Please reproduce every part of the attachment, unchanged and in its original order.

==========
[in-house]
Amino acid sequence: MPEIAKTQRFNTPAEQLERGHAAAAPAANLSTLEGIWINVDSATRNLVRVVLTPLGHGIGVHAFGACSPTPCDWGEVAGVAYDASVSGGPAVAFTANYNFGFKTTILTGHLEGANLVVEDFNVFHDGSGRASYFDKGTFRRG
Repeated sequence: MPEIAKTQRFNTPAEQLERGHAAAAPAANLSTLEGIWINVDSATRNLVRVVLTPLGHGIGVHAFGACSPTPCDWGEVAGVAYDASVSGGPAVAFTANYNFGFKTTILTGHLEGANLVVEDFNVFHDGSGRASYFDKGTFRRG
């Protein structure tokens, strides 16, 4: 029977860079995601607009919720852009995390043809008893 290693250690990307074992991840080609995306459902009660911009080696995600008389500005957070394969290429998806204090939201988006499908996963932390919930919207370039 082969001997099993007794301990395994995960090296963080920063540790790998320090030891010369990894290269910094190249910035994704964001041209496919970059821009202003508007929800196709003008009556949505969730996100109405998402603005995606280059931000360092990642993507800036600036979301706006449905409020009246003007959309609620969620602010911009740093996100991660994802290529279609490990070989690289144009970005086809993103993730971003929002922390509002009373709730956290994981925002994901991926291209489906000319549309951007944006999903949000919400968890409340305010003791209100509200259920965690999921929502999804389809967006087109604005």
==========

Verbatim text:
[in-house]
Amino acid sequence: MPEIAKTQRFNTPAEQLERGHAAAAPAANLSTLEGIWINVDSATRNLVRVVLTPLGHGIGVHAFGACSPTPCDWGEVAGVAYDASVSGGPAVAFTANYNFGFKTTILTGHLEGANLVVEDFNVFHDGSGRASYFDKGTFRRG
Repeated sequence: MPEIAKTQRFNTPAEQLERGHAAAAPAANLSTLEGIWINVDSATRNLVRVVLTPLGHGIGVHAFGACSPTPCDWGEVAGVAYDASVSGGPAVAFTANYNFGFKTTILTGHLEGANLVVEDFNVFHDGSGRASYFDKGTFRRG
């Protein structure tokens, strides 16, 4: 029977860079995601607009919720852009995390043809008893 290693250690990307074992991840080609995306459902009660911009080696995600008389500005957070394969290429998806204090939201988006499908996963932390919930919207370039 082969001997099993007794301990395994995960090296963080920063540790790998320090030891010369990894290269910094190249910035994704964001041209496919970059821009202003508007929800196709003008009556949505969730996100109405998402603005995606280059931000360092990642993507800036600036979301706006449905409020009246003007959309609620969620602010911009740093996100991660994802290529279609490990070989690289144009970005086809993103993730971003929002922390509002009373709730956290994981925002994901991926291209489906000319549309951007944006999903949000919400968890409340305010003791209100509200259920965690999921929502999804389809967006087109604005």